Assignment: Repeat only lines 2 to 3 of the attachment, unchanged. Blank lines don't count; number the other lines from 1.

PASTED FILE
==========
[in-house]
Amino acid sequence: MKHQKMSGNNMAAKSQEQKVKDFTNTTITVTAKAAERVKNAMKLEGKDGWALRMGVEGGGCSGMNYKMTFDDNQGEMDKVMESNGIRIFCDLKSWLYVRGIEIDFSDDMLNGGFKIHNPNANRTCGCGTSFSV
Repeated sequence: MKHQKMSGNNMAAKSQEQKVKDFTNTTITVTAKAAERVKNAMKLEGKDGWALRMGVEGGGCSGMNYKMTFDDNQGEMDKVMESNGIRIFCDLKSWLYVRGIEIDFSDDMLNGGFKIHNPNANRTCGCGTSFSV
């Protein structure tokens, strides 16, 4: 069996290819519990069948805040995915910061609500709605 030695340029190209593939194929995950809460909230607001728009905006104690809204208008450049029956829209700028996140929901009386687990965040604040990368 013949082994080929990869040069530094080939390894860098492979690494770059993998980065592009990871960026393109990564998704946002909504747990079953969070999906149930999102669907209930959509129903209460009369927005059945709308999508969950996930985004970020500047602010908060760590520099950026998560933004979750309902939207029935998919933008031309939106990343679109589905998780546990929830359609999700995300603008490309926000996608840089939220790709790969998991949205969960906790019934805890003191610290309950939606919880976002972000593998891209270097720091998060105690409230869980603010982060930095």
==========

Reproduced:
Amino acid sequence: MKHQKMSGNNMAAKSQEQKVKDFTNTTITVTAKAAERVKNAMKLEGKDGWALRMGVEGGGCSGMNYKMTFDDNQGEMDKVMESNGIRIFCDLKSWLYVRGIEIDFSDDMLNGGFKIHNPNANRTCGCGTSFSV
Repeated sequence: MKHQKMSGNNMAAKSQEQKVKDFTNTTITVTAKAAERVKNAMKLEGKDGWALRMGVEGGGCSGMNYKMTFDDNQGEMDKVMESNGIRIFCDLKSWLYVRGIEIDFSDDMLNGGFKIHNPNANRTCGCGTSFSV